Disney+ Hits 10 Million Signups Since Launch

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Walt Disney, led by chairman and CEO Bob Iger, has been projecting between 60 million and 90 million global streaming subscribers by 2024.

Disney backed up its claims that Disney+'s first-day glitches were the result of high consumer demand, revealing Tuesday that the streaming service had hit 10 million signups since its Nov. 12 launch.

CEO Bob Iger expects the $7-per-month offering, which launched with original Star Wars series The Mandalorian as well as a library of movies and TV shows, to reach between 60 million and 90 million global subscribers within its first five years, though one analyst recently forecast that it would hit more than 100 million subscribers by 2025.

Disney, which launched a full-on marketing assault ahead of the Disney+ launch, has been using a number of tactics to boost signups, including offering discounts to fan club members, inking a deal with Verizon to give it away for free to the cellphone giant's customers and bundling it with Hulu and ESPN+. The company did not disclose how many of those signups included people on promotional offers, including a seven-day free trial offered to new users. 

Going forward, Disney said that it would not provide subscriber updates about Disney+ outside of its quarterly earnings call. The company isn't set to report fourth-quarter earnings until February. 

Disney+ launched Nov. 12 in the U.S., Canada and The Netherlands. It will slowly roll out around the rest of the world, starting Nov. 19 with Australia, New Zealand and Puerto Rico. The company has said it expects the direct-to-consumer service to "launch in most major global markets within its first two years," including a March 31 push into markets across Western Europe, including the U.K., France, Germany, Italy and Spain.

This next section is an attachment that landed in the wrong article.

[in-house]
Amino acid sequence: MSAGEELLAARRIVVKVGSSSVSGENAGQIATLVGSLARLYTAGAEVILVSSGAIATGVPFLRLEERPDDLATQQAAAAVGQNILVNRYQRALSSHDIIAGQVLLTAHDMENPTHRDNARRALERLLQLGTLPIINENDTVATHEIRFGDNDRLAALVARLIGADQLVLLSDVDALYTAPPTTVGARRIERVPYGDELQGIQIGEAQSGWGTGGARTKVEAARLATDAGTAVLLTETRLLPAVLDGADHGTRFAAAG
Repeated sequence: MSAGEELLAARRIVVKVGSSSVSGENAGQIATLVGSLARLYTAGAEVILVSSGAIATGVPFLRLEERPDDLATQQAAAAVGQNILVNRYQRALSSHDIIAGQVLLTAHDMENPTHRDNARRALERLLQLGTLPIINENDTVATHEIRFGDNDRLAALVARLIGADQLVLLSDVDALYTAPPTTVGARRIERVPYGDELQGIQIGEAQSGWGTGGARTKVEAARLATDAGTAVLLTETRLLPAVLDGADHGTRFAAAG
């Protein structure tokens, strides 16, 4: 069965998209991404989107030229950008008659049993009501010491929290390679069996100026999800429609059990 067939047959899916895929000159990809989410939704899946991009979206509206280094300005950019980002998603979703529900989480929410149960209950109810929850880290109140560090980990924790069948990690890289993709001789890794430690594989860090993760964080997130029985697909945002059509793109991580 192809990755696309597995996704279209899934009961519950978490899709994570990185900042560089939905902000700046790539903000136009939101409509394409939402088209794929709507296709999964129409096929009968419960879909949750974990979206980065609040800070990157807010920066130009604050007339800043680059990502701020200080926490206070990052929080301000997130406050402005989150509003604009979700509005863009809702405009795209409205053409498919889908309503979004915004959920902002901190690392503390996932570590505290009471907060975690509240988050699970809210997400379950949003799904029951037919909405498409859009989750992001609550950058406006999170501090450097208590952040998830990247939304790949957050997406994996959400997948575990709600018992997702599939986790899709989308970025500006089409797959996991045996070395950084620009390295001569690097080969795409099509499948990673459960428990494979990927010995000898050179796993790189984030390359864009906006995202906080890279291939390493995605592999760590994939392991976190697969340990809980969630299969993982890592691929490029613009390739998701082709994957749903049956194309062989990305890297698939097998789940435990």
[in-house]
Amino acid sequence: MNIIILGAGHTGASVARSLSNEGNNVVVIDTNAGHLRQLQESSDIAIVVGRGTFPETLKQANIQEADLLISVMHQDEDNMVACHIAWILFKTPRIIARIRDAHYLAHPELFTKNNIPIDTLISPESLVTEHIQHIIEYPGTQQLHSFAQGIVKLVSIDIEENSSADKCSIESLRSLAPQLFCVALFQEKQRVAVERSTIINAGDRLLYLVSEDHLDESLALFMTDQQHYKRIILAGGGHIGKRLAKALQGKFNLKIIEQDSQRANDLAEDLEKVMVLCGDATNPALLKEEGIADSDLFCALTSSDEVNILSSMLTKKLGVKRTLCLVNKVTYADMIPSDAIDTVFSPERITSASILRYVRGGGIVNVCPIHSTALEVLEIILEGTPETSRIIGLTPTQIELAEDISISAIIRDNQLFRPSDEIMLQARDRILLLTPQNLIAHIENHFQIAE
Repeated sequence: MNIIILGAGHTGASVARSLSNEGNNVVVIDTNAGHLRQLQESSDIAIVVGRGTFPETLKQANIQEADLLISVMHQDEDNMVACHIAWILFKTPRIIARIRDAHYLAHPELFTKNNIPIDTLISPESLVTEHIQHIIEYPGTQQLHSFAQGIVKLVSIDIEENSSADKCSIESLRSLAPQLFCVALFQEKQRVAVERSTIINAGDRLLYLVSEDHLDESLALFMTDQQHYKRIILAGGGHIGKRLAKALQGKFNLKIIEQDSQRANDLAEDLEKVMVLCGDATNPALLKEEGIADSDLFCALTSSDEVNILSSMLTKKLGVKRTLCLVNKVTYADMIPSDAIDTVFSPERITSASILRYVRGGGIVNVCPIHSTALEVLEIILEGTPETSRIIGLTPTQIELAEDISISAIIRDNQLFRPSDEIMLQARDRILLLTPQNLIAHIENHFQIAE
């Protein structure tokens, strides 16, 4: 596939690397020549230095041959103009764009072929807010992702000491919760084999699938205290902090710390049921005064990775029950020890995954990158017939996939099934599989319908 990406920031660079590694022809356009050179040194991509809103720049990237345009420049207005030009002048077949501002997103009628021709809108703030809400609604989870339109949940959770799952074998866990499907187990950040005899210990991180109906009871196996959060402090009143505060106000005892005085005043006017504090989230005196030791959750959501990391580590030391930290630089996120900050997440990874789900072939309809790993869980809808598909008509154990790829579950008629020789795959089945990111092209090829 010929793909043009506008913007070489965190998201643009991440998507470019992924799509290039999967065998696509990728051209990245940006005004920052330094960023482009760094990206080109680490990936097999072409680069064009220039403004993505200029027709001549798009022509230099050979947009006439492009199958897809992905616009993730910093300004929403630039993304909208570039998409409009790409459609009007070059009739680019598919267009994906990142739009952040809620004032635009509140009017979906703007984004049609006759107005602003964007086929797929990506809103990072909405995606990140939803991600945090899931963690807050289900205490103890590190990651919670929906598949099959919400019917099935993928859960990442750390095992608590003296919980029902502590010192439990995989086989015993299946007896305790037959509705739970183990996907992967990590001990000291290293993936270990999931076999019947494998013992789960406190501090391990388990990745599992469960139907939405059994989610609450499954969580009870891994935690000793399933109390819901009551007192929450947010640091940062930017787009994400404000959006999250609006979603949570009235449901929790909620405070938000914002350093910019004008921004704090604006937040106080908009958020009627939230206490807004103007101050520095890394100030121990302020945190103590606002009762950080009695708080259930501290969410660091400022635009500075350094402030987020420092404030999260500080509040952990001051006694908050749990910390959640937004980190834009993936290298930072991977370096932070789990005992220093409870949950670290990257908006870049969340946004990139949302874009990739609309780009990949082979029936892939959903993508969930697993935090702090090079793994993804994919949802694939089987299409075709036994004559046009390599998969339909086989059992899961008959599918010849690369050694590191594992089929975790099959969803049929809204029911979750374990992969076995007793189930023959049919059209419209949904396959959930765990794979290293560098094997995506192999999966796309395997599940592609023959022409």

At launch, the service offered nearly 500 films, including several Disney Animation, Pixar, Marvel and Star Wars titles, and some 7,500 TV episodes, including the entire The Simpsons library. Disney+ original programming in the early days includes The Mandalorian, the first-ever live-action Star Wars series; High School Musical: The Musical: The Series, the new scripted series set at the real-life East High featured in the High School Musical franchise; and The World According to Jeff Goldblum, a docuseries from National Geographic.

But the service faced technical challenges during its debut, a common problem for new services just hitting the market. Disney released a statement acknowledging that some customers had faced challenges in accessing the service. "The consumer demand for Disney+ has exceeded our high expectations," the company tweeted. "We are working to quickly resolve the current user issue. We appreciate your patience."

Amid the escalating streaming wars — in addition to Disney, Apple has launched a subscription video service and others will soon debut from WarnerMedia and NBCUniversal — one key focus for new entrants is reaching subscriber goals to carve out a piece of the overall direct-to-consumer video market. WarnerMedia also expects that its HBO Max offering could hit as many as 90 million subscribers in its first five years.

With 10 million in signups, Disney is off to a strong start, though not all of those people are likely to stay with the service when the promotions and trials end. The company's other services, Hulu and ESPN+, currently have 28.5 million and 3.5 million subscribers, respectively. It will take a lot to surpass Netflix, however, which has a market-leading 158 million subscribers worldwide. 

Iger has said he is confident the company will reach its targets. "There's only one Disney," he recently told THR. "No one can come out and have a product that's like ours, because no one's got those brands."